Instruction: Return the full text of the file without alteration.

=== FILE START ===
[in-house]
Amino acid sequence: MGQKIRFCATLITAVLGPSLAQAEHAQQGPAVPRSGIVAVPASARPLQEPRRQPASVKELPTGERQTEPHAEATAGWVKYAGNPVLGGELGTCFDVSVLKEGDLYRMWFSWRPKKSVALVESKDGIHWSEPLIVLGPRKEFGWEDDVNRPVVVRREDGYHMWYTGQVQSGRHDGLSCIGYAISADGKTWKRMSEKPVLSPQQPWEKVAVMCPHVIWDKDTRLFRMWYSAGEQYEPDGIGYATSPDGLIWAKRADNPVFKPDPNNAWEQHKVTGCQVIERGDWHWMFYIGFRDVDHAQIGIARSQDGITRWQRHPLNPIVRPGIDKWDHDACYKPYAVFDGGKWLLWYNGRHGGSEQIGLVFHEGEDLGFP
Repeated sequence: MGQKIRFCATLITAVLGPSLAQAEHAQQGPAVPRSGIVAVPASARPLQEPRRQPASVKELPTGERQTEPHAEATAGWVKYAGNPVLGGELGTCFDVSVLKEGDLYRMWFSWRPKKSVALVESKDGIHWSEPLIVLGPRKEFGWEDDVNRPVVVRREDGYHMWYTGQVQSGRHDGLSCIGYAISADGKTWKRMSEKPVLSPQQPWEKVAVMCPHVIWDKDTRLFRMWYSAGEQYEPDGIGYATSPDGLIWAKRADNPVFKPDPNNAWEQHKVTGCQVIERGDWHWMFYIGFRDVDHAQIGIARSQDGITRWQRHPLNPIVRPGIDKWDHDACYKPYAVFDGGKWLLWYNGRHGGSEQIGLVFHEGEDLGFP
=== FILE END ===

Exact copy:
[in-house]
Amino acid sequence: MGQKIRFCATLITAVLGPSLAQAEHAQQGPAVPRSGIVAVPASARPLQEPRRQPASVKELPTGERQTEPHAEATAGWVKYAGNPVLGGELGTCFDVSVLKEGDLYRMWFSWRPKKSVALVESKDGIHWSEPLIVLGPRKEFGWEDDVNRPVVVRREDGYHMWYTGQVQSGRHDGLSCIGYAISADGKTWKRMSEKPVLSPQQPWEKVAVMCPHVIWDKDTRLFRMWYSAGEQYEPDGIGYATSPDGLIWAKRADNPVFKPDPNNAWEQHKVTGCQVIERGDWHWMFYIGFRDVDHAQIGIARSQDGITRWQRHPLNPIVRPGIDKWDHDACYKPYAVFDGGKWLLWYNGRHGGSEQIGLVFHEGEDLGFP
Repeated sequence: MGQKIRFCATLITAVLGPSLAQAEHAQQGPAVPRSGIVAVPASARPLQEPRRQPASVKELPTGERQTEPHAEATAGWVKYAGNPVLGGELGTCFDVSVLKEGDLYRMWFSWRPKKSVALVESKDGIHWSEPLIVLGPRKEFGWEDDVNRPVVVRREDGYHMWYTGQVQSGRHDGLSCIGYAISADGKTWKRMSEKPVLSPQQPWEKVAVMCPHVIWDKDTRLFRMWYSAGEQYEPDGIGYATSPDGLIWAKRADNPVFKPDPNNAWEQHKVTGCQVIERGDWHWMFYIGFRDVDHAQIGIARSQDGITRWQRHPLNPIVRPGIDKWDHDACYKPYAVFDGGKWLLWYNGRHGGSEQIGLVFHEGEDLGFP